NC Politics Up for Grabs. Is It A Red Or Purple State?

Republicans like to think North Carolina is a solidly red state that occasionally elects Democrats to Congress, and particularly the US Senate, with Republicans dominant in the state legislature since the 2010 election, and barely lost the governor’s race in 2016. But Democrats think NC is a decidedly purple state, for whom solid Republican rule of the governorship and the state legislature 2012-2016 was an aberration.

The state is growing rapidly. Both parties increase their vote totals after each national election. North Carolina’s population has grown one percent a year, from 9.5 million in 2010 to (projected) 10.6 million by 2020Nearly half the state’s population wasn’t born in the state. With so many newcomers, the state does seem to be up for grabs politically, unpredictable.

The state legislature and US congressional delegation are decidedly red. That may change when gerrymandered districts have to be redrawn for 2020, as ordered by the courts. Though Republicans won just 54% of the total NC popular vote in 2016, they took 64% of the state legislative seats due to gerrymandering and gained a veto-proof majority. Out of 50 state senators, only 15 are Democrats. Out of 120 seats in the state house, only 46 are Democrats. For Congress, Republicans in 2016 won 53% of the total votes in the state, but control 77% of the 13 US House seats, with only three of the seats going to Democrats.

In 2016, Clinton-Kaine lost NC with 46.17% or 2,189,316 favorable ballots cast, 11,000 more than Obama-Biden won in 2012. Trump won NC with 49.8% or 2,362,631 favorable ballots cast, 92,000 more than Romney-Ryan in 2012. Trump-Pence beat Clinton-Kaine by just 173,315 votes in NC, out of nearly 4.8 million cast. If less than four out of every 100 voters could have been persuaded to vote for Clinton, she would have won the state.

The presidential election of 2008 was the optimal political environment for national Democrats in NC since 1976 when Jimmy Carter of Georgia won the state with 55% of the vote. Obama-Biden won NC with 50.8% of the vote, or 2,142,651 ballots, compared to 49.38% for McCain-Palin or 2,128,474 ballots. That was a difference of about 14,000 votes.

NC NY Times graphic. In 2008, Obama won about one-third of NC counties, generally the most populous ones.

In 2012, Obama-Biden lost NC with 48.35%, or 2,178,391 favorable ballots cast. In other words, Obama-Biden received about 35,000 more votes in 2012 when they lost the state than in 2008 when they won it. Romney-Ryan garnered 2,270,395 ballots or 41,921 more than McCain-Palin in NC. Romney-Ryan beat Obama-Biden in NC in 2012 by about 90,000 votes.

The Libertarian vote was 25,722 in NC in 2008, more than enough to swing the state to McCain-Palin if the majority of libertarians voted for the Republican. But Libertarians won 44,515 votes in NC in 2012, not enough to change the Electoral College vote for president.

Key Swing Counties: Ballotpedia pinpoints six out of 100 North Carolina counties as bellwethers or pivot counties that voted for Obama twice but switched to Trump in 2016: Bladen, Gates, Granville, Martin, Richmond, and Robeson.

Voter Turnout: 68.9% of registered voters turned out in NC in 2016;  68.40% turned out in 2012, and 69.53% turned out in 2008. But in non-presidential years, voter turnout in NC plunged to 15.79% in 2014; 14.41% in 2010; 11.92% in 2006; 21.21% in 2002; and 17.71% in 1998 when John Edwards’ surprisingly won the Senate seat.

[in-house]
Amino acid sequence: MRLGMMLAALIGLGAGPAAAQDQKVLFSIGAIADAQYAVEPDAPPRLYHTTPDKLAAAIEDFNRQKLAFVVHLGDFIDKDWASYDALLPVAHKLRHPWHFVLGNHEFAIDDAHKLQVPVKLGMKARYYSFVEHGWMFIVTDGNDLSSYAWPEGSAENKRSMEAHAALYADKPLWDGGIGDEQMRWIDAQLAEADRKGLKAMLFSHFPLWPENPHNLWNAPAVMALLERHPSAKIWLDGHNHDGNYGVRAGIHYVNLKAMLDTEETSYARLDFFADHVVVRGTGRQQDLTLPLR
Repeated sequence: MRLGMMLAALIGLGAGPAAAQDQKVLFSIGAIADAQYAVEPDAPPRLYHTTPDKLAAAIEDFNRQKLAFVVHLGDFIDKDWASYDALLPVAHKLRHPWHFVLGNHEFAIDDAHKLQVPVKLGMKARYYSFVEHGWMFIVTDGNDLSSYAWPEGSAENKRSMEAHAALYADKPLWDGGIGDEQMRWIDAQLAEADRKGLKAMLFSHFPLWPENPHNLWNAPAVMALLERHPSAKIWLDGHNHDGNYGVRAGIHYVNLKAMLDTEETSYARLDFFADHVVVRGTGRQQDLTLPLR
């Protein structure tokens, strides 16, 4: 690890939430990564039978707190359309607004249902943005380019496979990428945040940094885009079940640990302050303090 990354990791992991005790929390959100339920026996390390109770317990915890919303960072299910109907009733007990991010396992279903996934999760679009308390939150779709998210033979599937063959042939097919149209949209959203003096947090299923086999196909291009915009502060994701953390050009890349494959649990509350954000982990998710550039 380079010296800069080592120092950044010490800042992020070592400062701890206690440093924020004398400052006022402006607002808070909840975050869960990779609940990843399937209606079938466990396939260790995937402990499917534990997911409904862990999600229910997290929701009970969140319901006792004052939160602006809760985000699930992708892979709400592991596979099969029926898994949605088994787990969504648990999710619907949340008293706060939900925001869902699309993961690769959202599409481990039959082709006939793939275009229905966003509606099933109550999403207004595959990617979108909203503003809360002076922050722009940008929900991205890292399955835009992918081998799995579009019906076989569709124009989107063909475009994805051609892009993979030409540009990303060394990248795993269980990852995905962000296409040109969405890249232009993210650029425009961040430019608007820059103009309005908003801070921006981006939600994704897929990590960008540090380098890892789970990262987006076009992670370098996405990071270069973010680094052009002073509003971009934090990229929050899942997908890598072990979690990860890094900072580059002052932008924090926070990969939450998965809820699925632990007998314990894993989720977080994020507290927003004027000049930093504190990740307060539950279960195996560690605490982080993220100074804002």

Ticket-splitters. Prior to 1968, North Carolina was part of the Solid South, almost always choosing Democrats over Republicans in elections since the Civil War. Since 1968, North Carolinians have more often than not split their ballots, voting for Republicans for president but Democrats for governor and/or senator.

Downballot swing voters: A Democrat held one of the US Senate seats from NC 1968-74; 1974-80; 1986-1992; 1998-2004. The legendary Jesse Helms was elected a Republican senator in 1972 and retired in 2002. A Republican, Elizabeth Dole, was elected to succeed Helms, but served only one term, losing in 2008 to Democrat Kay Hagan, who lost to Thom Tillis in 2014.

(The exceptions to ticket-splitting were from 1972-1976, when a maverick Republican governor, Jim Holshouser, was elected; and 1980-86, when the state had two Republican senators, and a Republican governor, Jim Martin, from 1984-1992. The state has had two Republican senators since 2015. The next opportunity to replace the junior senator, Thom Tillis, will come in 2020, but he has so far established a sufficiently moderate record that he will be difficult to beat. Breaking with his party base, he has, for example, sponsored legislation to protect special counsel Robert Mueller from firing by President Trump).

In 2012, the state for only the third time since the beginning of the 20th century elected a Republican governor, for a single term. Pat McCrory styled himself as a moderate but was pushed to the right by the super-majority Republican state legislature. He lost by a few thousand votes to Democrat Roy Cooper in 2016.

In 2008, Democrat Bev Perdue won the governor’s race with 50.2% of the vote, or 2,121,320 ballots, compared to 46.9% for McCrory, or 1,980,768 ballots. That year, Democrat Kay Hagan won the US Senate race with 52.7% of the vote or 2,225,961 ballots, compared to 44.2% or 1,867,269 ballots for the incumbent, Elizabeth Dole. Hagan won 102,571 more votes than Obama, but he won 2,070 more votes than Perdue. That was a year when the libertarian candidates for president, Bob Barr; senator, Chris Cole; and governor, Michael Munger, were almost responsible for the Democratic victories in the state.

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